Hard to believe that some of you Maps.commers weren’t even born when it happened, but on April 26, 1986, the worst nuclear power plant accident ever occurred at the Chernobyl Nuclear Power Plant in Ukraine, which at the time was part of the Soviet Union. Of course, the world had already seen the horrific effects of radiation following the atomic bombs dropped on Japan in World War II, but the radiation released at Chernobyl was actually ten times greater. Some estimates are even higher. In any case, the radiation was so high that a thousand-square-kilometer exclusion zone has blocked any permanent re-habitation of the area. Only intermittent cleanup crews, researchers, and carefully guided tours for sightseers (!) are allowed.
But there are residents of the exclusion zone who never left. Those would be the plants and animals whose ancestors had lived there for thousands of years and didn’t get the memo that the place was now glowing with radiation. Of course many died soon thereafter, and there was something of a dead zone in the immediate area. The pine trees in a forest near the reactor turned red from the radiation before dying, so the area is appropriately known as the Red Forest. Radiation works in strange ways and concentrates in growing things even as it washes off of hard surfaces like roads and sidewalks. It can linger in soil and is far more of a danger in places where it gets loose close to the ground. The blasts in Hiroshima and Nagasaki did a lot of damage, but they exploded high in the air and their radiation didn’t penetrate into the soil the way Chernobyl’s did. Rain soaked the dangerous material even deeper into the ground, and wind distributed the dust.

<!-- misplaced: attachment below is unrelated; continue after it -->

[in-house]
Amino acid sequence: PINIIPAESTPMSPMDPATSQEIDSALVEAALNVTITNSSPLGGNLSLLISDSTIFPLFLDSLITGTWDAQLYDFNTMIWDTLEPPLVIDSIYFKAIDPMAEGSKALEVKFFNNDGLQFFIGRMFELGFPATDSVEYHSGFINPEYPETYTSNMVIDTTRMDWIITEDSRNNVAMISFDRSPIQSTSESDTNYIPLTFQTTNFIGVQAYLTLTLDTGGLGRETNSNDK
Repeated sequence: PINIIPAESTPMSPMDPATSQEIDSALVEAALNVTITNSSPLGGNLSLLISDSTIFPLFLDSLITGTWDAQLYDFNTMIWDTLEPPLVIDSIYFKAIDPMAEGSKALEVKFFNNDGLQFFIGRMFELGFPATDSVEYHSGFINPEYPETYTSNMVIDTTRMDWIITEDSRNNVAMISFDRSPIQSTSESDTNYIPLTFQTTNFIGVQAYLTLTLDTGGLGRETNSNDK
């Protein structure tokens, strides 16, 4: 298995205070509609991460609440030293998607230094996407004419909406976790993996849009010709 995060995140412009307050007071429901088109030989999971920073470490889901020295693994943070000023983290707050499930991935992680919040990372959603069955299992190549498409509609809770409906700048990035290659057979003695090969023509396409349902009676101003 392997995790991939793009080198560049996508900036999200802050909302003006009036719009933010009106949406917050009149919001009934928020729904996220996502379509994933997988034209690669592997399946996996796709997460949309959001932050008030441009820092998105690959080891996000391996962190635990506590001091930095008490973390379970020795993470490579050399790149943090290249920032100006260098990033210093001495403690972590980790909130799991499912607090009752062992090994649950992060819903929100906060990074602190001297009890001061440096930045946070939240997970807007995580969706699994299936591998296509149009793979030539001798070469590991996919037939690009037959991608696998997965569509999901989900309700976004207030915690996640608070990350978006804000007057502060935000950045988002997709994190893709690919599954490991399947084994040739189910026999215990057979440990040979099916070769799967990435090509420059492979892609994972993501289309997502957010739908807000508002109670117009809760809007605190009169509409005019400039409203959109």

Amazingly though, in the absence of most humans, the natural world has flourished around Chernobyl. Populations of elk, lynx, beaver, boar and various birds are doing well, as is a herd of 64 Przywalski’s horses that has grown from a group of 21 escapees. Wolves and bears are present and even some endangered birds of prey have been spotted. Vegetation grows in profusion – the Red Forest has turned green with the growth of birch trees. Of course, all of these organisms have elevated levels of radiation, which affects some more than others. Among this irradiated suite of plants and animals lies the remains of much of the Red Forest growth over the last 30 years, including some 30-year-old tree trunks. In a normal forest, such downed wood and leaf litter would be eaten up by insects and microbes in a few years. Through experiments involving specially prepared bags of dead plant material, scientists have determined that microbes and fungi have been markedly diminished by the radiation. With their decompositional work left undone, the detritus of the forest just builds up. This might just be a curiosity if not for the fact that all this material is a growing stockpile of fuel for fires that produce clouds of radioactive smoke, free to blow in the wind. Since inhaling radioactive particles is worse than just touching or even eating them, this could create new Chernobyl nightmares decades after the original disaster.